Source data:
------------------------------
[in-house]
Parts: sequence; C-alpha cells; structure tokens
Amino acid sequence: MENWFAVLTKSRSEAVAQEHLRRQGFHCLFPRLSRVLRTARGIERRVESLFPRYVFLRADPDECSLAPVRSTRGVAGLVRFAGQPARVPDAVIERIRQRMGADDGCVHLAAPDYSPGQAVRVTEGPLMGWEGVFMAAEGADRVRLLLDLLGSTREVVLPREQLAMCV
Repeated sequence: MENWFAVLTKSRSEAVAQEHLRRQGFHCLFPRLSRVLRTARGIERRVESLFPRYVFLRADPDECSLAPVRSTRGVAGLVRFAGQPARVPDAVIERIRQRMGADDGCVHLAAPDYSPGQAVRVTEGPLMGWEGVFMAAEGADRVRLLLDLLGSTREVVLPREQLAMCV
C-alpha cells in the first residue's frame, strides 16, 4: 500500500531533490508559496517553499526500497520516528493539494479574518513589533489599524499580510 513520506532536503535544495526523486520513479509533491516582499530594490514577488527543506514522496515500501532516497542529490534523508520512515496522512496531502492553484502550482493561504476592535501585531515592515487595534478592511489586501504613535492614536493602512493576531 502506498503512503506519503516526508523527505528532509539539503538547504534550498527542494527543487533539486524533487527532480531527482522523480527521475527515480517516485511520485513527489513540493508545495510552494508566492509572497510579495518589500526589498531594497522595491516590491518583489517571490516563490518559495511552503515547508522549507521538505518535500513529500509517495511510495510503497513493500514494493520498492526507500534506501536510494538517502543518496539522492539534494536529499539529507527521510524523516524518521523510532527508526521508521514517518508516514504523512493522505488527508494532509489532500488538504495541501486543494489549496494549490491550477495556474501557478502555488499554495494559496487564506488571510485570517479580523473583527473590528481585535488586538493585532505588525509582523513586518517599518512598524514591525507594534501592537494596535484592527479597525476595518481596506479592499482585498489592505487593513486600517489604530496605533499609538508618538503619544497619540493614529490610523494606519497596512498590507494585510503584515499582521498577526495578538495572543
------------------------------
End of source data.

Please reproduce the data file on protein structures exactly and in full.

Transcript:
[in-house]
Parts: sequence; C-alpha cells; structure tokens
Amino acid sequence: MENWFAVLTKSRSEAVAQEHLRRQGFHCLFPRLSRVLRTARGIERRVESLFPRYVFLRADPDECSLAPVRSTRGVAGLVRFAGQPARVPDAVIERIRQRMGADDGCVHLAAPDYSPGQAVRVTEGPLMGWEGVFMAAEGADRVRLLLDLLGSTREVVLPREQLAMCV
Repeated sequence: MENWFAVLTKSRSEAVAQEHLRRQGFHCLFPRLSRVLRTARGIERRVESLFPRYVFLRADPDECSLAPVRSTRGVAGLVRFAGQPARVPDAVIERIRQRMGADDGCVHLAAPDYSPGQAVRVTEGPLMGWEGVFMAAEGADRVRLLLDLLGSTREVVLPREQLAMCV
C-alpha cells in the first residue's frame, strides 16, 4: 500500500531533490508559496517553499526500497520516528493539494479574518513589533489599524499580510 513520506532536503535544495526523486520513479509533491516582499530594490514577488527543506514522496515500501532516497542529490534523508520512515496522512496531502492553484502550482493561504476592535501585531515592515487595534478592511489586501504613535492614536493602512493576531 502506498503512503506519503516526508523527505528532509539539503538547504534550498527542494527543487533539486524533487527532480531527482522523480527521475527515480517516485511520485513527489513540493508545495510552494508566492509572497510579495518589500526589498531594497522595491516590491518583489517571490516563490518559495511552503515547508522549507521538505518535500513529500509517495511510495510503497513493500514494493520498492526507500534506501536510494538517502543518496539522492539534494536529499539529507527521510524523516524518521523510532527508526521508521514517518508516514504523512493522505488527508494532509489532500488538504495541501486543494489549496494549490491550477495556474501557478502555488499554495494559496487564506488571510485570517479580523473583527473590528481585535488586538493585532505588525509582523513586518517599518512598524514591525507594534501592537494596535484592527479597525476595518481596506479592499482585498489592505487593513486600517489604530496605533499609538508618538503619544497619540493614529490610523494606519497596512498590507494585510503584515499582521498577526495578538495572543